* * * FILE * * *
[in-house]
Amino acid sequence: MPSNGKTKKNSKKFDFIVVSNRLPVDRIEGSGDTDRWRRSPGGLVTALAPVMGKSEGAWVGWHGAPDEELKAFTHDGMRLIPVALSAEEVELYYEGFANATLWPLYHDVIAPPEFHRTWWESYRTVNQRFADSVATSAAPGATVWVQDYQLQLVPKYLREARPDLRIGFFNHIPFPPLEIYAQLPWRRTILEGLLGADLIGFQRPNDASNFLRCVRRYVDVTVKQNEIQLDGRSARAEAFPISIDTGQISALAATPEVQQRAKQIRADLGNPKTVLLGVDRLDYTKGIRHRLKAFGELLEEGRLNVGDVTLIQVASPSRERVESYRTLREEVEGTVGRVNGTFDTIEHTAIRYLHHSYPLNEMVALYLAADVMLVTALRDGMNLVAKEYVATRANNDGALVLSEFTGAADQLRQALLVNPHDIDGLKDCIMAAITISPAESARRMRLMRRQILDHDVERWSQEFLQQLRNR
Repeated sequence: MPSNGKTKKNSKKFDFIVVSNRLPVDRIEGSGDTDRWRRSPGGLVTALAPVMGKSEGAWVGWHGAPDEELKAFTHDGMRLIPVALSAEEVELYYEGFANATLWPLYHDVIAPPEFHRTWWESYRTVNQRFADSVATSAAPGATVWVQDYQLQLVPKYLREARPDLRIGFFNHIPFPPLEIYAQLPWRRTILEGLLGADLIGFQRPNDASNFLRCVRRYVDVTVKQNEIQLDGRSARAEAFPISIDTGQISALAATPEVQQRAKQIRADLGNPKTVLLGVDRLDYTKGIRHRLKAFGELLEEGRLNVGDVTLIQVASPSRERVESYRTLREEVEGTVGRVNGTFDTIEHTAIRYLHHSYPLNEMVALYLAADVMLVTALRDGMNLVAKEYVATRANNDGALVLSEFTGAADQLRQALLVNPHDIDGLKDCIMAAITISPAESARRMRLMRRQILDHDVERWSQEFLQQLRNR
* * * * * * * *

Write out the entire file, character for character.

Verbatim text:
[in-house]
Amino acid sequence: MPSNGKTKKNSKKFDFIVVSNRLPVDRIEGSGDTDRWRRSPGGLVTALAPVMGKSEGAWVGWHGAPDEELKAFTHDGMRLIPVALSAEEVELYYEGFANATLWPLYHDVIAPPEFHRTWWESYRTVNQRFADSVATSAAPGATVWVQDYQLQLVPKYLREARPDLRIGFFNHIPFPPLEIYAQLPWRRTILEGLLGADLIGFQRPNDASNFLRCVRRYVDVTVKQNEIQLDGRSARAEAFPISIDTGQISALAATPEVQQRAKQIRADLGNPKTVLLGVDRLDYTKGIRHRLKAFGELLEEGRLNVGDVTLIQVASPSRERVESYRTLREEVEGTVGRVNGTFDTIEHTAIRYLHHSYPLNEMVALYLAADVMLVTALRDGMNLVAKEYVATRANNDGALVLSEFTGAADQLRQALLVNPHDIDGLKDCIMAAITISPAESARRMRLMRRQILDHDVERWSQEFLQQLRNR
Repeated sequence: MPSNGKTKKNSKKFDFIVVSNRLPVDRIEGSGDTDRWRRSPGGLVTALAPVMGKSEGAWVGWHGAPDEELKAFTHDGMRLIPVALSAEEVELYYEGFANATLWPLYHDVIAPPEFHRTWWESYRTVNQRFADSVATSAAPGATVWVQDYQLQLVPKYLREARPDLRIGFFNHIPFPPLEIYAQLPWRRTILEGLLGADLIGFQRPNDASNFLRCVRRYVDVTVKQNEIQLDGRSARAEAFPISIDTGQISALAATPEVQQRAKQIRADLGNPKTVLLGVDRLDYTKGIRHRLKAFGELLEEGRLNVGDVTLIQVASPSRERVESYRTLREEVEGTVGRVNGTFDTIEHTAIRYLHHSYPLNEMVALYLAADVMLVTALRDGMNLVAKEYVATRANNDGALVLSEFTGAADQLRQALLVNPHDIDGLKDCIMAAITISPAESARRMRLMRRQILDHDVERWSQEFLQQLRNR